CALUMET - Had Maranda Wilson and her then-fourth grade peers in Holly Rivest's class taken a time capsule to 2012, they would have learned the fate of "Mine Collar Mystery."
The soft-cover children's book, that tells a story about a boy who worked in the copper mines in the late 1800s and time-travels to the 21st century, will officially be published by Mudminnow Press March 31.
"I truly believed in the story. I just knew it was a really good story," said Rivest, who teaches fourth grade at C-L-K Elementary in Calumet. "But this is bigger than we ever dreamed of."
Daily Mining Gazette/Kelly Fosness
C-L-K Elementary fourth grade teacher Holly Rivest, holding a printed version of “Mine Collar Mystery,” stands near a collection of Great Lakes Great Books in the elementary library.
Rivest said "Mine Collar Mystery" was written and illustrated by her class in 2006. The story came to fruition while studying local history and it was a collaborative effort, conducting research, editing and illustrating page by page, from start to finish. At the time, Rivest said Scholastic was having a writing contest and she saw it as an opportunity for the students to enter their story.
"We didn't win anything from Scholastic," she said. "But that's the way it goes."
Rejection letter after rejection letter from publishers of all sorts, Rivest decided to have the story printed on a smaller scale. Through a loan from the C-L-K Foundation, 1,000 copies of the book were printed and sold for $10 each at local stores and the school.
"The idea was to get them out there, and pay back the loan," Rivest said. "All proceeds went back to the school."
While her fourth-grade students moved on to the fifth grade, then sixth, seventh and so on, Rivest kept the story alive. She submitted "Mine Collar Mystery" to Great Lakes Great Books in hopes of earning a children's book award, which it did. The book gained further recognition through the Michigan Citizenship Collaborative as a resource for teachers to use teaching Michigan history.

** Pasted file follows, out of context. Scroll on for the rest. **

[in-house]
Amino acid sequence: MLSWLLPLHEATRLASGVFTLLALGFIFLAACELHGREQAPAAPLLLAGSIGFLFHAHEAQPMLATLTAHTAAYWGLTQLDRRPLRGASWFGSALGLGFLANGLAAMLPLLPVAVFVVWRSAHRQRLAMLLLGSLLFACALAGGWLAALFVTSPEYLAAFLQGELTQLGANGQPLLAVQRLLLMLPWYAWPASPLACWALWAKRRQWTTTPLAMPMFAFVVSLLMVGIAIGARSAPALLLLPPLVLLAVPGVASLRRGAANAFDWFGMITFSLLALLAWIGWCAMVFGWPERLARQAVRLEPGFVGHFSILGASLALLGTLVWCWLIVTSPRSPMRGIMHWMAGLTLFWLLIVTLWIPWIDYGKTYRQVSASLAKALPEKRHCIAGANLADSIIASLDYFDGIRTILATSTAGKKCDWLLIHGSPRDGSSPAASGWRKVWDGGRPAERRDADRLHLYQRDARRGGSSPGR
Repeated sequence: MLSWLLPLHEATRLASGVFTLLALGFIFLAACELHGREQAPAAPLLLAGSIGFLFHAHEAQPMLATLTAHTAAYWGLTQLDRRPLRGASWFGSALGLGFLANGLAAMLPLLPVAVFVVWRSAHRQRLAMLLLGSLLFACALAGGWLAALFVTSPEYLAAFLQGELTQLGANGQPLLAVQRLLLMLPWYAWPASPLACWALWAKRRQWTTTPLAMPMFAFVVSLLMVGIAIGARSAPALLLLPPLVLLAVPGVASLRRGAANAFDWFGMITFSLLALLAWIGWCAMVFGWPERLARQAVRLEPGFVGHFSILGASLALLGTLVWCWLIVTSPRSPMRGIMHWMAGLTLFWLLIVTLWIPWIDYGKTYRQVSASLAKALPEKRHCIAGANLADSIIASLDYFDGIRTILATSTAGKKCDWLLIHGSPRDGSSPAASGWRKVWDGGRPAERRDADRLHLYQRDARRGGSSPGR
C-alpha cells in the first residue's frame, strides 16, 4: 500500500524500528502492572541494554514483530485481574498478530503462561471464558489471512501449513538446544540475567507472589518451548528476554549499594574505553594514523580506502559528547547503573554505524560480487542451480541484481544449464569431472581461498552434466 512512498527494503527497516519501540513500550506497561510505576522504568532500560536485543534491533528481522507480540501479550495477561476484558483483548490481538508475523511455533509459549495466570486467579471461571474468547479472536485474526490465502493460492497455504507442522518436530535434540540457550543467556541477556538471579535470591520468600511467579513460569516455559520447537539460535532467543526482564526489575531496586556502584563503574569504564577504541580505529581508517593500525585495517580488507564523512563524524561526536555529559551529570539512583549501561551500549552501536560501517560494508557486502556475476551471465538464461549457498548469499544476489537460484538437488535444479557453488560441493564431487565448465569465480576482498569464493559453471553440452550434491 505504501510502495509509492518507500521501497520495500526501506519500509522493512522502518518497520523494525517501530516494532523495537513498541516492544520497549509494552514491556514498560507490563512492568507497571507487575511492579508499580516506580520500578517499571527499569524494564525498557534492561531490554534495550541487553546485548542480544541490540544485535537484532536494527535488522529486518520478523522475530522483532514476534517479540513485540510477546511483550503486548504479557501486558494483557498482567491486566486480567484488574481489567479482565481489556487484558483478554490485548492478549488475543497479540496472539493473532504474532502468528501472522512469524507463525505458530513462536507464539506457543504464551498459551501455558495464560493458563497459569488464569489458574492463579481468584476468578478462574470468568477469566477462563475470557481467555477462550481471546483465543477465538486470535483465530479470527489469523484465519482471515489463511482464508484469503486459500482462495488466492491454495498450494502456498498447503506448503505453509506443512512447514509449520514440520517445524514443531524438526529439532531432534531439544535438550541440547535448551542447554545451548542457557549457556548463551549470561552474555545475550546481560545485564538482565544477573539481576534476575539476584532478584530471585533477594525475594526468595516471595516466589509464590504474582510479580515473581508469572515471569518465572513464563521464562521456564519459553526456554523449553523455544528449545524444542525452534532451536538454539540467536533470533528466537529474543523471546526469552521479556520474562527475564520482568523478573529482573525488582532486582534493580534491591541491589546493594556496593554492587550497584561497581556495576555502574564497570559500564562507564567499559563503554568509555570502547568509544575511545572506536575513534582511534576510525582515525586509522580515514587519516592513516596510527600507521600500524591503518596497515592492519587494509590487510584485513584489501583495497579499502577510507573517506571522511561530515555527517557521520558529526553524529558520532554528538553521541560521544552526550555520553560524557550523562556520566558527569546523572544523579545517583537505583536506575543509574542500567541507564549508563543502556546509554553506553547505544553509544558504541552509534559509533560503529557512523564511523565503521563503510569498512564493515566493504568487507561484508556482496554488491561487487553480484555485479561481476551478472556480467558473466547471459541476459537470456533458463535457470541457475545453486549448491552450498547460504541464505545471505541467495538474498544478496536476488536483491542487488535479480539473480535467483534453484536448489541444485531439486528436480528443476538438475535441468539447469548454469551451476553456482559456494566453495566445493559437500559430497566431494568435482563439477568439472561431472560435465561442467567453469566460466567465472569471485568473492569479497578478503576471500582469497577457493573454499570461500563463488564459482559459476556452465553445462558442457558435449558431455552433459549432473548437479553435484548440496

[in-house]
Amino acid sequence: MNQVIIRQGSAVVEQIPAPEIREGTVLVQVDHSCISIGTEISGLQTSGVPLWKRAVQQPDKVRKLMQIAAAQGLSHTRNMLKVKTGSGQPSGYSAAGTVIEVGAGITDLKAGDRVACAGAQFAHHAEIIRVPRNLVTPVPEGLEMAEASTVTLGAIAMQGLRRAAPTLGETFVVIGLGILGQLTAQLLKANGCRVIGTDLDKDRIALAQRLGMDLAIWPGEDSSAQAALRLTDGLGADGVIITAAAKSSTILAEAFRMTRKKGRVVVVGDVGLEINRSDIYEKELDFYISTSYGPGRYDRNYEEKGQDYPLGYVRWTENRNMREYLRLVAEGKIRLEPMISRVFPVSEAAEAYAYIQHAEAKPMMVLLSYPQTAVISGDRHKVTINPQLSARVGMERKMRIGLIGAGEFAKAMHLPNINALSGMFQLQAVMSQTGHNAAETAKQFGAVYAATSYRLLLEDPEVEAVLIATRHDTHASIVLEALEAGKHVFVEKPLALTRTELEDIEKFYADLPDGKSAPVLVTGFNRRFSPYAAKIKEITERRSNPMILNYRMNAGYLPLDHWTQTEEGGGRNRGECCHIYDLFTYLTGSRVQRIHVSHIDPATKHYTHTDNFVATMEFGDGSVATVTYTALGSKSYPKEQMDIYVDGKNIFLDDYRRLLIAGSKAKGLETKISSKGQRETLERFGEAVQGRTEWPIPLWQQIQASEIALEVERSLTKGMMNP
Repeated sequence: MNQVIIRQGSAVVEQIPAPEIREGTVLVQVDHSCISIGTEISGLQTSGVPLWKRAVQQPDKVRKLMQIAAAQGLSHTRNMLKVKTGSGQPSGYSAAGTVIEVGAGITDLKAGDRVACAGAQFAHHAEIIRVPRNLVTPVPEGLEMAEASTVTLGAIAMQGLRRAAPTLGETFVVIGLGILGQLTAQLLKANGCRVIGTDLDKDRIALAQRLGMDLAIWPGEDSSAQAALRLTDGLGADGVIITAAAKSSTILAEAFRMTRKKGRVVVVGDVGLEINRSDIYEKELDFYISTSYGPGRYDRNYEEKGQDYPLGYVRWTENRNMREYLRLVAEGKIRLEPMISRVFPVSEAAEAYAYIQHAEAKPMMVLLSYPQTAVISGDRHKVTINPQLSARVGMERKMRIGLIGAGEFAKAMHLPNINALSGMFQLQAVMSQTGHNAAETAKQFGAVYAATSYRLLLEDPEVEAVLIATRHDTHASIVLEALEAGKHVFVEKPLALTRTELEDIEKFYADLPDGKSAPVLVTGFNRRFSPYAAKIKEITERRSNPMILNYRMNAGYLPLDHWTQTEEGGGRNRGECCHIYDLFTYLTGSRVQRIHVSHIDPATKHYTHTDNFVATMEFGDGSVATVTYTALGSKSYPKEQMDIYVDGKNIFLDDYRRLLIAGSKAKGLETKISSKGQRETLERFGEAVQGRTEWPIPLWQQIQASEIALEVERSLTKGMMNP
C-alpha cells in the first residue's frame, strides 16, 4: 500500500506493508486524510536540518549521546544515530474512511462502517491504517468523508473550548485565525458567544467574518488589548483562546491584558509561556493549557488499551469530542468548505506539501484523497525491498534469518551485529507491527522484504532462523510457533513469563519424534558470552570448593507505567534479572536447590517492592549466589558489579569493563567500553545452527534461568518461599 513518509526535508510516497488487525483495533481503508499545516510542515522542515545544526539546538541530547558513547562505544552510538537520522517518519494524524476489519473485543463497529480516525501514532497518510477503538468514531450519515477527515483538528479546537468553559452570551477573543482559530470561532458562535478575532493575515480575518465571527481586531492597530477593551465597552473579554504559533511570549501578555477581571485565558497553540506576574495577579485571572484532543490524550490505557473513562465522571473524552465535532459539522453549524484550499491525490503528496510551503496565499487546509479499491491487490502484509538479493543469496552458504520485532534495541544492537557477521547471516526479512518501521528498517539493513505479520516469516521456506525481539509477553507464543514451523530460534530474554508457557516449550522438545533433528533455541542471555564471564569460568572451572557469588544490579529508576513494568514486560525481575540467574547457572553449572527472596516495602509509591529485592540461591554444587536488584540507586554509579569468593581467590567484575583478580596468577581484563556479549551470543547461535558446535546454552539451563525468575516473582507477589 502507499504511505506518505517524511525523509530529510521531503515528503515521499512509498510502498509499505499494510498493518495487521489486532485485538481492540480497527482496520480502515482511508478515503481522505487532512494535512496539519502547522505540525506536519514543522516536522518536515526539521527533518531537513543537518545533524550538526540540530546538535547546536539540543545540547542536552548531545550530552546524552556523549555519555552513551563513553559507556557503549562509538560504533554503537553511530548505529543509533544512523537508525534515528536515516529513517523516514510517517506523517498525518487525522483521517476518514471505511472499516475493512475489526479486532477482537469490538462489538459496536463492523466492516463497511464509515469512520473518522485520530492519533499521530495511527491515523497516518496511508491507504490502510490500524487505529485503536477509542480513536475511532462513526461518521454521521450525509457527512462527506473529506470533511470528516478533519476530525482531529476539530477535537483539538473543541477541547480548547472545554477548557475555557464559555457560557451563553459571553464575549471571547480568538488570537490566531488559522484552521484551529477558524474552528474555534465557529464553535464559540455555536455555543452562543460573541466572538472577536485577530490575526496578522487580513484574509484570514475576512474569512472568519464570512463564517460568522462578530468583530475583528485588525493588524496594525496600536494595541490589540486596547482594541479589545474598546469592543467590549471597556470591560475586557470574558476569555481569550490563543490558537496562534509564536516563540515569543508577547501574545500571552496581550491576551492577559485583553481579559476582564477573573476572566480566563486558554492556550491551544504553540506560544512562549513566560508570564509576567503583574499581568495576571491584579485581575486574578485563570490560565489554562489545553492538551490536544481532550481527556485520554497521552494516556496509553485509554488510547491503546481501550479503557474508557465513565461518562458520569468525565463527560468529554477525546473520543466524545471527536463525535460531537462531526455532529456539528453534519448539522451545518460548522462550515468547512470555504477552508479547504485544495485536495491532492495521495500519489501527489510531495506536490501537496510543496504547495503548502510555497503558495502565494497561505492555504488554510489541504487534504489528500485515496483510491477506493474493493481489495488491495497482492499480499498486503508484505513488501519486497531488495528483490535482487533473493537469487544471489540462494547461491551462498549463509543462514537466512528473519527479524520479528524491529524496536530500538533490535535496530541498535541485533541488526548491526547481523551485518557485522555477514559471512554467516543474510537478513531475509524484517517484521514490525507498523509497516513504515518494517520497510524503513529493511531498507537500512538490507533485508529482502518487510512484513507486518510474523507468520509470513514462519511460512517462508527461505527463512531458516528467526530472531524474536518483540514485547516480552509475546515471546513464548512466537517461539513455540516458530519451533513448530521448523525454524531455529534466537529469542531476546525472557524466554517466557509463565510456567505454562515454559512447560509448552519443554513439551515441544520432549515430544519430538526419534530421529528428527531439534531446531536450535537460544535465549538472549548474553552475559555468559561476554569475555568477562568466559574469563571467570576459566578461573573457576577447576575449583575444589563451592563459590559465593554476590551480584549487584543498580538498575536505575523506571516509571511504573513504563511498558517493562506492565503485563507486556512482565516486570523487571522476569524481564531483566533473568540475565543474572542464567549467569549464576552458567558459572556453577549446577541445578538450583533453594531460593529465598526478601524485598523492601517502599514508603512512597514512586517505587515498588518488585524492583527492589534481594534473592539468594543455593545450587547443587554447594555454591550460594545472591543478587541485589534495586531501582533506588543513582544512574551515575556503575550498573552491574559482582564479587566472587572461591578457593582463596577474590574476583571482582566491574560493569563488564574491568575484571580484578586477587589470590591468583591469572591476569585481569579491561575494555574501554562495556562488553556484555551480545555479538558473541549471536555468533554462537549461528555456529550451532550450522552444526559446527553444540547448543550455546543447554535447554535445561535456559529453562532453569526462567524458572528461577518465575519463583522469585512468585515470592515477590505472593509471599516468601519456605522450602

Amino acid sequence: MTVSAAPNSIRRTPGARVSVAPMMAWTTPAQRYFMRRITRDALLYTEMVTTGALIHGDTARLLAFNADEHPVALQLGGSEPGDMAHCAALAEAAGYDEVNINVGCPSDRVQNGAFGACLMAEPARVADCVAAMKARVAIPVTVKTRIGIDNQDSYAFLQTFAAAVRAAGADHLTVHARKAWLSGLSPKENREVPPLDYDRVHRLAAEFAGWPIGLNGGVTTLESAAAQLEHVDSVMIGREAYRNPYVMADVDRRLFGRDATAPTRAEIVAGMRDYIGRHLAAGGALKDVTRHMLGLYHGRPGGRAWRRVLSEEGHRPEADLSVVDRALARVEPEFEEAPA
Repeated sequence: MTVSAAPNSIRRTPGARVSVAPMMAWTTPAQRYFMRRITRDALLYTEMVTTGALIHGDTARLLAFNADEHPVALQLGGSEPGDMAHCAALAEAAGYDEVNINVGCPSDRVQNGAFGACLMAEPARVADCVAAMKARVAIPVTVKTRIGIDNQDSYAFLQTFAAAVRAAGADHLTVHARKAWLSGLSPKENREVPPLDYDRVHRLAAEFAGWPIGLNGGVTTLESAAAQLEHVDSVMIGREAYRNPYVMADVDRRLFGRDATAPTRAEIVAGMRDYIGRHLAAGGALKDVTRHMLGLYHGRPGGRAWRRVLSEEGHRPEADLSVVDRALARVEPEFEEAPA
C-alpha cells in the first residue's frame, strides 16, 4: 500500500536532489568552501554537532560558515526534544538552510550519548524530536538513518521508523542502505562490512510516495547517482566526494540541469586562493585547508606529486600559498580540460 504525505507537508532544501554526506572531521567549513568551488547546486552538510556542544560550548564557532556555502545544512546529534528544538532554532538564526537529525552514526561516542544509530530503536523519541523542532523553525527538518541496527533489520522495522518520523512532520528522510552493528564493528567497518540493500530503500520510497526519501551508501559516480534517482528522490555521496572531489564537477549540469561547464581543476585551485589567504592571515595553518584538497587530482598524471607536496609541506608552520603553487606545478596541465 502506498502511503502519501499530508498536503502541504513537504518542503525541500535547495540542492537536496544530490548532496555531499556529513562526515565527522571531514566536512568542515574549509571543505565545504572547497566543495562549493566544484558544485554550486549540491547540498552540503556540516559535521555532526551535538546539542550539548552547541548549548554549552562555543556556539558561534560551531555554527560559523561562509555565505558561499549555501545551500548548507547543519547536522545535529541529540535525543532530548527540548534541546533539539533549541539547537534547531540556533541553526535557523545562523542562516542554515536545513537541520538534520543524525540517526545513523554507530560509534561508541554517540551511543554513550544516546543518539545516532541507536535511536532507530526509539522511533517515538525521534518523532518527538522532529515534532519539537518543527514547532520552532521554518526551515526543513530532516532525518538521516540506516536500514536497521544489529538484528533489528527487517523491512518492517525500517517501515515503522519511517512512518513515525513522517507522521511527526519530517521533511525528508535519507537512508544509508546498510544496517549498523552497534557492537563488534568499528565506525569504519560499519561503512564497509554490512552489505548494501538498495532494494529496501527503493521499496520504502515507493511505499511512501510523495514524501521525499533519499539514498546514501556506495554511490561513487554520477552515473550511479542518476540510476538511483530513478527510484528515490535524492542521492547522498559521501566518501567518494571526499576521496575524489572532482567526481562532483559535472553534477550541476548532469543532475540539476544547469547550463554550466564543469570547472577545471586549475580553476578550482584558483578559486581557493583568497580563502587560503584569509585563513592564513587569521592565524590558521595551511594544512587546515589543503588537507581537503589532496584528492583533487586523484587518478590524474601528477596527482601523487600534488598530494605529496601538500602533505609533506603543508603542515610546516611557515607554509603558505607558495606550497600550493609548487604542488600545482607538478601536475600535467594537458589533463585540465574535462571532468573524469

But the book's success didn't end there.
Rivest said many helping hands played a role in the development of the book, including Kathleen Harter from Keweenaw National Historical Park and local publisher and owner of Mudminnow Press, Lloyd Wescoat.
"Lloyd had helped us edit the story and so she knew a lot about what the story was all about," Rivest said. "I wanted to see it in the hands of a real publisher so that's where she came in."
Wescoat said she wanted to see "Mine Collar Mystery" to the end and was pleased to take over the rights of the book.
"When we publish it, there will be a different page in here," she said while turning the cover. "It will be registered and it will say Mudminnow Press on it. It will have a different back cover and then it will also have that barcode on there."
While it's always been Rivest's dream to have the story published, only "it never had a publisher, it had a printer," until recently, she's excited to know it will be ready by summer.
"Now we'll have a truly published book," she said. "A published book with an ISBN number. That's exciting."
Wilson, who is now a sophomore, said seeing "Mine Collar Mystery," in stores makes her feel like she's accomplished something special.
"I think this book will help kids get a feel of history," she said in an email response, "but in a fun, creative way."
Of special note, Rivest said the proceeds raised from their first printed version were given to the school, which then donated the money to the elementary library.
"The library dedicated that money to buying the Great Lakes Books every year," she said. "It was a nice little circle."
"Mine Collar Mystery" is expected to be in local bookstores by summer.